Today, more than ever, companies are faced with rising waste disposal costs and legislation aimed at reducing waste, while encouraging recycling. Furthermore, they are being challenged by governments and consumers, to demonstrate lower CO2 emissions and circular economy initiatives.
Innovative solutions to meet these challenging requirements: Carbonization systems can transform carbonaceous waste into value-added products, while providing a proven solution to help lower your Carbon Footprint. The same, proven PYREG technology that was first used to carbonize sewage sludge into high-quality phosphorus fertilizer, can just as well be applied to transform mixed waste into a product called biochar. Biochar sequesters CO2. Used as a soil improver it reintroduces important elements in the environment, substitutes highly polluting materials of different use, and gives all of us the opportunity to create a stronger circular economy.
The disposal of industrial and consumer waste is becoming increasingly complex and cost-intensive worldwide. The legal directives required by environmental policy aim to reduce waste, eliminate landfills and increase raw material reuse. Carbonization allows reducing waste volumes by more than 90%.
Separation of mixed waste often entails long transport distances, high sortation costs and low residual value of recovered materials (due to contamination). However, PYREG systems offer a proven alternative to those cost-prohibitive, mixed waste separation models. By applying that technology, manufacturing companies can actually upcycle organic waste into valuable biochar, thereby “closing the loop” and demonstrating a true Circular Economy.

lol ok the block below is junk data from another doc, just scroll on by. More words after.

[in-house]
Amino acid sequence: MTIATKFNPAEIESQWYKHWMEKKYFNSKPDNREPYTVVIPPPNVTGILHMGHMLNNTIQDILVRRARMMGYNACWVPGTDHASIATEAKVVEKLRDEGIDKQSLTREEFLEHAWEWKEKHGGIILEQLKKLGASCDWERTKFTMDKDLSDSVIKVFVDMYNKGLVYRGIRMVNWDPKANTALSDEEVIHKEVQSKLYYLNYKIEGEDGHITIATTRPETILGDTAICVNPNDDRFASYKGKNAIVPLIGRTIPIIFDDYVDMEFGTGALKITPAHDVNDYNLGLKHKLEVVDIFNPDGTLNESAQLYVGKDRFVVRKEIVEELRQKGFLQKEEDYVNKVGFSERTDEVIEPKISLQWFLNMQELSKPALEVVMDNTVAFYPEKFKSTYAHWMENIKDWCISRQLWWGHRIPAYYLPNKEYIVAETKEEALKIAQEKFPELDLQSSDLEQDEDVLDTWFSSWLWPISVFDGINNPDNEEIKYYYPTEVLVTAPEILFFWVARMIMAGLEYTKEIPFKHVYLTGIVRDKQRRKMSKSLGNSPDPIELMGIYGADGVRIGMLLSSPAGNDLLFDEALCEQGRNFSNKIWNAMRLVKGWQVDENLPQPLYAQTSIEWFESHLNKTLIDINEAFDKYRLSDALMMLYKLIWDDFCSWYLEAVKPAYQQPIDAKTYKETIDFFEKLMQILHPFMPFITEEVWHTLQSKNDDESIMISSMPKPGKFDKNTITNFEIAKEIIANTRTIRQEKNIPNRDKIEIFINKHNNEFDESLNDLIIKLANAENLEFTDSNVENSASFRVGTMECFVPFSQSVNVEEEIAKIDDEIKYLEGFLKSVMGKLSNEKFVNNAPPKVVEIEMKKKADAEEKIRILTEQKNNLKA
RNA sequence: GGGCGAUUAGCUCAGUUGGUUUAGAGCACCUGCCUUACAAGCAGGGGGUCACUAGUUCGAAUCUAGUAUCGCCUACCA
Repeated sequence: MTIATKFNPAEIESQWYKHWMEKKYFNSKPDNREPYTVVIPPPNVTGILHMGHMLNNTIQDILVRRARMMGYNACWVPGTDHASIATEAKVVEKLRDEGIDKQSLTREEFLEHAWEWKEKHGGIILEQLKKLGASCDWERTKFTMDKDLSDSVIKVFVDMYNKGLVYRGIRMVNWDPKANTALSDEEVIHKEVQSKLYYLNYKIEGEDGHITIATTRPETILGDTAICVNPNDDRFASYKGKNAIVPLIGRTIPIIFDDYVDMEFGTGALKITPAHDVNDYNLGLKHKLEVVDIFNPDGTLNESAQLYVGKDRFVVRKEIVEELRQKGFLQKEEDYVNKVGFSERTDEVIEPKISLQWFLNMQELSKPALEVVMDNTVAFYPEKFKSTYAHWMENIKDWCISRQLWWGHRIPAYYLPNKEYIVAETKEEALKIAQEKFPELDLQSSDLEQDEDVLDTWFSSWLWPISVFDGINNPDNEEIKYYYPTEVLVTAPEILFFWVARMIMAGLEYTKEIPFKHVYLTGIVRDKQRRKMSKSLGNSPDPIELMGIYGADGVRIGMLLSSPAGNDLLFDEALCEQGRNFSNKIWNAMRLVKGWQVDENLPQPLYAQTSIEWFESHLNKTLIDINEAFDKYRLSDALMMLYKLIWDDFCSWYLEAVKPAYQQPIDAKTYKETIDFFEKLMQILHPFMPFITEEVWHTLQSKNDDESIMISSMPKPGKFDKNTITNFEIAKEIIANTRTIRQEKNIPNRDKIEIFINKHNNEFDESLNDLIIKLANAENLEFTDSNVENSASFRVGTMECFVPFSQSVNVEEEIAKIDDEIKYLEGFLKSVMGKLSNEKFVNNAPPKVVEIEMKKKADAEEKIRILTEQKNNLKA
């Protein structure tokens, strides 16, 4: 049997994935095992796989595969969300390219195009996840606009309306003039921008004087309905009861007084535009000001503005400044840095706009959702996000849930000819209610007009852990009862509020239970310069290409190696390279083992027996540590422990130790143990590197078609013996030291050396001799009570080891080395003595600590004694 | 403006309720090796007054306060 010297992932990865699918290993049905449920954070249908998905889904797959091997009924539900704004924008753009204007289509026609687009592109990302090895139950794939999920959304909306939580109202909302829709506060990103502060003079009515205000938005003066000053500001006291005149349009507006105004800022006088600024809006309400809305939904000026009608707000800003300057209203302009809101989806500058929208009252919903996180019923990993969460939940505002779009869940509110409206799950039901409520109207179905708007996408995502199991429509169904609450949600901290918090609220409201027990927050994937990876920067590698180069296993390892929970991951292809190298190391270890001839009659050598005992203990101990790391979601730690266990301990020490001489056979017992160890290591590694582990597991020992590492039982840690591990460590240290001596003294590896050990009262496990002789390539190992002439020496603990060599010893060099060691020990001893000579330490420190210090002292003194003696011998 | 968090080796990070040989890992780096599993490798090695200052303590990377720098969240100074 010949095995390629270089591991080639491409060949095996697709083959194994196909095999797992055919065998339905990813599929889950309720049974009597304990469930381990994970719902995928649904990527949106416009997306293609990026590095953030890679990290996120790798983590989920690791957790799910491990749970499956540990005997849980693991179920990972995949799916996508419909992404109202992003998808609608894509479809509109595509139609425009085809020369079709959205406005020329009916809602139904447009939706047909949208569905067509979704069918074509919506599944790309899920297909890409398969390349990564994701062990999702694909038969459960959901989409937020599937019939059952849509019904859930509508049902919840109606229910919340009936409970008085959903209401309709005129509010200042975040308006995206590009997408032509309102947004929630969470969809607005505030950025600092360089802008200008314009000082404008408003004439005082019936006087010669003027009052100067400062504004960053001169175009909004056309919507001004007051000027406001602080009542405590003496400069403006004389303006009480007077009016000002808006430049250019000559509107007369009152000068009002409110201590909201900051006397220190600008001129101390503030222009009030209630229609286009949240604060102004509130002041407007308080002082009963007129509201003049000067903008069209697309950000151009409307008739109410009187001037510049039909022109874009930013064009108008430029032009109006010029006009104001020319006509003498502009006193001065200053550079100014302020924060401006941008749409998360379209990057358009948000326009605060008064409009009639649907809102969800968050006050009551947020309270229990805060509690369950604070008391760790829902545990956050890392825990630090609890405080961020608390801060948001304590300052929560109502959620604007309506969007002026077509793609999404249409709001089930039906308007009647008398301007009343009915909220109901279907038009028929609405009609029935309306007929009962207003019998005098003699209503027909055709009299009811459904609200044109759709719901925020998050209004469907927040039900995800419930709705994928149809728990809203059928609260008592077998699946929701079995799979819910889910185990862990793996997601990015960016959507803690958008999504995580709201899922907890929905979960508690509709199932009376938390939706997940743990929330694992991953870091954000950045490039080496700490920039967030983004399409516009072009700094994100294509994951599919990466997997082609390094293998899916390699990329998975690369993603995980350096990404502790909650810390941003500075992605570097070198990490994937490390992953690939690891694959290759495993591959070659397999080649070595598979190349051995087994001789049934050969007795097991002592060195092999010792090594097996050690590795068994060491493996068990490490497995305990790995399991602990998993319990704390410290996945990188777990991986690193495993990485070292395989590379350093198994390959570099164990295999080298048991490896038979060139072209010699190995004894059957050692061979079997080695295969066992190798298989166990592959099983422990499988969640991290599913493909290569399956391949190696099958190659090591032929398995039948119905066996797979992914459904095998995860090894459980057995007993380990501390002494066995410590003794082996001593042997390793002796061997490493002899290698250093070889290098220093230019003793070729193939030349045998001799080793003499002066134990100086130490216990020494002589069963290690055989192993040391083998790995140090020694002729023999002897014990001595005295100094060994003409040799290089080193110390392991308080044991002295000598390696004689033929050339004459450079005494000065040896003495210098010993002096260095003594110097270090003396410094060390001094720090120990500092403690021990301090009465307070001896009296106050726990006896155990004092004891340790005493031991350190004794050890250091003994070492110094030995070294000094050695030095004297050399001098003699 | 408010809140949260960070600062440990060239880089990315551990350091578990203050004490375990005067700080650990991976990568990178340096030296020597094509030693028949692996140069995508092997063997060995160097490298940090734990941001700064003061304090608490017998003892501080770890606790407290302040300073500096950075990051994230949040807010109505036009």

During this carbonization process, the majority of the carbon is actually sequestered in the resulting biochar, thereby inhibiting the release of CO2 into the atmosphere, for centuries. Furthermore, as the PYREG system operates at temperatures of up to 750°C, organic-based pollutants (such as solvents and microplastics) are practically eliminated and mineral pollutants are filtered, to ensure they cannot re-enter the environment. The process itself is autothermal; meaning that only energy, generated by the carbonization of the waste material, is used to perpetuate the operation of the system.